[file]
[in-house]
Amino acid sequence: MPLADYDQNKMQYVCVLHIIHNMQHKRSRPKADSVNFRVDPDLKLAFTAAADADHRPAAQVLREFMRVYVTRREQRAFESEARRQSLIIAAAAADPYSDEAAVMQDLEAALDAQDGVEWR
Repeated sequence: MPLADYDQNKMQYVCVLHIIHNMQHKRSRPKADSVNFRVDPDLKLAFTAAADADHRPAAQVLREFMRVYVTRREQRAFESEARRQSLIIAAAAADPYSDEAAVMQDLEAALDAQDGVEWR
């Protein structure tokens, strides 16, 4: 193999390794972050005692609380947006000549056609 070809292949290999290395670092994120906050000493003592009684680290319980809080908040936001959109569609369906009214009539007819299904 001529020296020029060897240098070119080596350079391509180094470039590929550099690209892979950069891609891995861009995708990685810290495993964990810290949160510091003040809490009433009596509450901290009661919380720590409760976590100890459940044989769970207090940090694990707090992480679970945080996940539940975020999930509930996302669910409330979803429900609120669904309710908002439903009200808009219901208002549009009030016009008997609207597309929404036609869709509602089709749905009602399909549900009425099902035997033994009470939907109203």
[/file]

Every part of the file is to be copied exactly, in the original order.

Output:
[in-house]
Amino acid sequence: MPLADYDQNKMQYVCVLHIIHNMQHKRSRPKADSVNFRVDPDLKLAFTAAADADHRPAAQVLREFMRVYVTRREQRAFESEARRQSLIIAAAAADPYSDEAAVMQDLEAALDAQDGVEWR
Repeated sequence: MPLADYDQNKMQYVCVLHIIHNMQHKRSRPKADSVNFRVDPDLKLAFTAAADADHRPAAQVLREFMRVYVTRREQRAFESEARRQSLIIAAAAADPYSDEAAVMQDLEAALDAQDGVEWR
């Protein structure tokens, strides 16, 4: 193999390794972050005692609380947006000549056609 070809292949290999290395670092994120906050000493003592009684680290319980809080908040936001959109569609369906009214009539007819299904 001529020296020029060897240098070119080596350079391509180094470039590929550099690209892979950069891609891995861009995708990685810290495993964990810290949160510091003040809490009433009596509450901290009661919380720590409760976590100890459940044989769970207090940090694990707090992480679970945080996940539940975020999930509930996302669910409330979803429900609120669904309710908002439903009200808009219901208002549009009030016009008997609207597309929404036609869709509602089709749905009602399909549900009425099902035997033994009470939907109203």